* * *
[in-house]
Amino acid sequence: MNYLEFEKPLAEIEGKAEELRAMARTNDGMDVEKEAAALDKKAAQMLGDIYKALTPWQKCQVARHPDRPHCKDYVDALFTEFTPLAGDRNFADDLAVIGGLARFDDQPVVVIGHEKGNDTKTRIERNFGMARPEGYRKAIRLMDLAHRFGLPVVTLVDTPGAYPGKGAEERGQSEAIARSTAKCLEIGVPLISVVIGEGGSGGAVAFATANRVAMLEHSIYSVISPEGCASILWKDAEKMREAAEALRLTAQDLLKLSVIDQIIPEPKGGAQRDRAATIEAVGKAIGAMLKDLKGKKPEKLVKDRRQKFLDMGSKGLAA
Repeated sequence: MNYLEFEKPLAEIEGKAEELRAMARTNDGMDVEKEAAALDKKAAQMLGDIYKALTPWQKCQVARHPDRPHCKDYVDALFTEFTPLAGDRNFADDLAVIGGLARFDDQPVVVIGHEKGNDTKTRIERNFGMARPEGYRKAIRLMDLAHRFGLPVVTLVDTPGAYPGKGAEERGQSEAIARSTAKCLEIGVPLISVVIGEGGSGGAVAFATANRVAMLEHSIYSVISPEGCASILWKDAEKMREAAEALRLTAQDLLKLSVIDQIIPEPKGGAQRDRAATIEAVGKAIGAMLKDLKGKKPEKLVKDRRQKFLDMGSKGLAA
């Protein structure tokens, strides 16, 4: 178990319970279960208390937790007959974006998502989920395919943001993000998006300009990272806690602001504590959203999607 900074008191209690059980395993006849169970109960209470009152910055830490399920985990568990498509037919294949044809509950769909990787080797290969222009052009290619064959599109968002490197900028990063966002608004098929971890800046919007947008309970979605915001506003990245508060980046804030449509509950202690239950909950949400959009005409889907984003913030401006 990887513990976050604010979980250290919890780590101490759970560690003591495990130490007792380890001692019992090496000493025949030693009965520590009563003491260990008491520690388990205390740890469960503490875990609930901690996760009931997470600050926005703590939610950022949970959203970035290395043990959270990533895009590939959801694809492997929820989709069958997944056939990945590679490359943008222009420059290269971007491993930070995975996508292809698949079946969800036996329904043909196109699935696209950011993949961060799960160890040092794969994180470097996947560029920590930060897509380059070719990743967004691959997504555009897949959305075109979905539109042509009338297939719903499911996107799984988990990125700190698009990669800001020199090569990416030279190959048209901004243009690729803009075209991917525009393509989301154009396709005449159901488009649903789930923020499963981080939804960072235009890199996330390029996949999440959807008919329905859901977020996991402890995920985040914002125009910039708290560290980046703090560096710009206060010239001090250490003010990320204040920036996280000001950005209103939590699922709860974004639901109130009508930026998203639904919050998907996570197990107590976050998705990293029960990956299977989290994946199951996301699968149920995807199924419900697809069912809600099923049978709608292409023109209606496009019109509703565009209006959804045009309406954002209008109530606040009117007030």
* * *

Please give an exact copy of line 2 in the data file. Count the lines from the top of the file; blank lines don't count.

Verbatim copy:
Amino acid sequence: MNYLEFEKPLAEIEGKAEELRAMARTNDGMDVEKEAAALDKKAAQMLGDIYKALTPWQKCQVARHPDRPHCKDYVDALFTEFTPLAGDRNFADDLAVIGGLARFDDQPVVVIGHEKGNDTKTRIERNFGMARPEGYRKAIRLMDLAHRFGLPVVTLVDTPGAYPGKGAEERGQSEAIARSTAKCLEIGVPLISVVIGEGGSGGAVAFATANRVAMLEHSIYSVISPEGCASILWKDAEKMREAAEALRLTAQDLLKLSVIDQIIPEPKGGAQRDRAATIEAVGKAIGAMLKDLKGKKPEKLVKDRRQKFLDMGSKGLAA